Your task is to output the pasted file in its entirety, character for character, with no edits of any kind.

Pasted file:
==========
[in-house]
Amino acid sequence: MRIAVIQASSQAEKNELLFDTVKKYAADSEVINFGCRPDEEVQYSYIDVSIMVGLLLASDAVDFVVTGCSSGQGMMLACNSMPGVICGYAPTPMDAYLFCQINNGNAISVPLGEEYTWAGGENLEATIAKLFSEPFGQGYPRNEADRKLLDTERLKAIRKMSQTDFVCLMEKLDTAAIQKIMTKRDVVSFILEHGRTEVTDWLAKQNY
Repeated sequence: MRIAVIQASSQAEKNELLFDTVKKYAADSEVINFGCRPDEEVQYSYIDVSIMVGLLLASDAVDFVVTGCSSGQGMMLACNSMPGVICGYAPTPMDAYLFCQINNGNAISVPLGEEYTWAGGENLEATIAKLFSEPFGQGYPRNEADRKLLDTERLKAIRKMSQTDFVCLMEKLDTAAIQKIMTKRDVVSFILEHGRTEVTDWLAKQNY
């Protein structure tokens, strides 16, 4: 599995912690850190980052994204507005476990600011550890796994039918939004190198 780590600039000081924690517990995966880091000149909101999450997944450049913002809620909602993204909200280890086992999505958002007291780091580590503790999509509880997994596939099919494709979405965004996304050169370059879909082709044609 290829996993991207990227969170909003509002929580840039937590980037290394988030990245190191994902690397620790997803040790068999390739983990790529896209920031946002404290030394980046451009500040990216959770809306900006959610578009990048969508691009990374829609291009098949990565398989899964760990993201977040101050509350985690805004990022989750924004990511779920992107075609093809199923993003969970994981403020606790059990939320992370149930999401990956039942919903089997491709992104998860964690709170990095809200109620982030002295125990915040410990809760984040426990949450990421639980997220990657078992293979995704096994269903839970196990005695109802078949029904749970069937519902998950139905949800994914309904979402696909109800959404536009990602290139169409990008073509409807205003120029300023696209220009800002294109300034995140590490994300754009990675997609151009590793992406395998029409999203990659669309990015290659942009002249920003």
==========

[in-house]
Amino acid sequence: MRIAVIQASSQAEKNELLFDTVKKYAADSEVINFGCRPDEEVQYSYIDVSIMVGLLLASDAVDFVVTGCSSGQGMMLACNSMPGVICGYAPTPMDAYLFCQINNGNAISVPLGEEYTWAGGENLEATIAKLFSEPFGQGYPRNEADRKLLDTERLKAIRKMSQTDFVCLMEKLDTAAIQKIMTKRDVVSFILEHGRTEVTDWLAKQNY
Repeated sequence: MRIAVIQASSQAEKNELLFDTVKKYAADSEVINFGCRPDEEVQYSYIDVSIMVGLLLASDAVDFVVTGCSSGQGMMLACNSMPGVICGYAPTPMDAYLFCQINNGNAISVPLGEEYTWAGGENLEATIAKLFSEPFGQGYPRNEADRKLLDTERLKAIRKMSQTDFVCLMEKLDTAAIQKIMTKRDVVSFILEHGRTEVTDWLAKQNY
């Protein structure tokens, strides 16, 4: 599995912690850190980052994204507005476990600011550890796994039918939004190198 780590600039000081924690517990995966880091000149909101999450997944450049913002809620909602993204909200280890086992999505958002007291780091580590503790999509509880997994596939099919494709979405965004996304050169370059879909082709044609 290829996993991207990227969170909003509002929580840039937590980037290394988030990245190191994902690397620790997803040790068999390739983990790529896209920031946002404290030394980046451009500040990216959770809306900006959610578009990048969508691009990374829609291009098949990565398989899964760990993201977040101050509350985690805004990022989750924004990511779920992107075609093809199923993003969970994981403020606790059990939320992370149930999401990956039942919903089997491709992104998860964690709170990095809200109620982030002295125990915040410990809760984040426990949450990421639980997220990657078992293979995704096994269903839970196990005695109802078949029904749970069937519902998950139905949800994914309904979402696909109800959404536009990602290139169409990008073509409807205003120029300023696209220009800002294109300034995140590490994300754009990675997609151009590793992406395998029409999203990659669309990015290659942009002249920003």